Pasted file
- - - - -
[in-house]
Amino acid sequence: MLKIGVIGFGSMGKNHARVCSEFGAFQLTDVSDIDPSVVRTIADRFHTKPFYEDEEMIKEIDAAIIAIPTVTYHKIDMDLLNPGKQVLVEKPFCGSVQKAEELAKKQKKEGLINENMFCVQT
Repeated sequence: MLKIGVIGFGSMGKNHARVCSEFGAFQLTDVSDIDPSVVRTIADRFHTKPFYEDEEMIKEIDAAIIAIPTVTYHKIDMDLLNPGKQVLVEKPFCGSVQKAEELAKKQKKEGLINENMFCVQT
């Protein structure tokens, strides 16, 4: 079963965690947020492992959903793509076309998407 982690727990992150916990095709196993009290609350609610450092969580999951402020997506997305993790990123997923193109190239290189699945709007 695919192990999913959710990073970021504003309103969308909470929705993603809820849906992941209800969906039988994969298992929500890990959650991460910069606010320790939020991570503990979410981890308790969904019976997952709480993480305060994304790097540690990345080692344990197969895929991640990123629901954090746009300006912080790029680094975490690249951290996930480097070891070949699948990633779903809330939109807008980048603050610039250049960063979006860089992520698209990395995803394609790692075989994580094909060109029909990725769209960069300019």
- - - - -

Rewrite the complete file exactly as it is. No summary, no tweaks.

[in-house]
Amino acid sequence: MLKIGVIGFGSMGKNHARVCSEFGAFQLTDVSDIDPSVVRTIADRFHTKPFYEDEEMIKEIDAAIIAIPTVTYHKIDMDLLNPGKQVLVEKPFCGSVQKAEELAKKQKKEGLINENMFCVQT
Repeated sequence: MLKIGVIGFGSMGKNHARVCSEFGAFQLTDVSDIDPSVVRTIADRFHTKPFYEDEEMIKEIDAAIIAIPTVTYHKIDMDLLNPGKQVLVEKPFCGSVQKAEELAKKQKKEGLINENMFCVQT
């Protein structure tokens, strides 16, 4: 079963965690947020492992959903793509076309998407 982690727990992150916990095709196993009290609350609610450092969580999951402020997506997305993790990123997923193109190239290189699945709007 695919192990999913959710990073970021504003309103969308909470929705993603809820849906992941209800969906039988994969298992929500890990959650991460910069606010320790939020991570503990979410981890308790969904019976997952709480993480305060994304790097540690990345080692344990197969895929991640990123629901954090746009300006912080790029680094975490690249951290996930480097070891070949699948990633779903809330939109807008980048603050610039250049960063979006860089992520698209990395995803394609790692075989994580094909060109029909990725769209960069300019």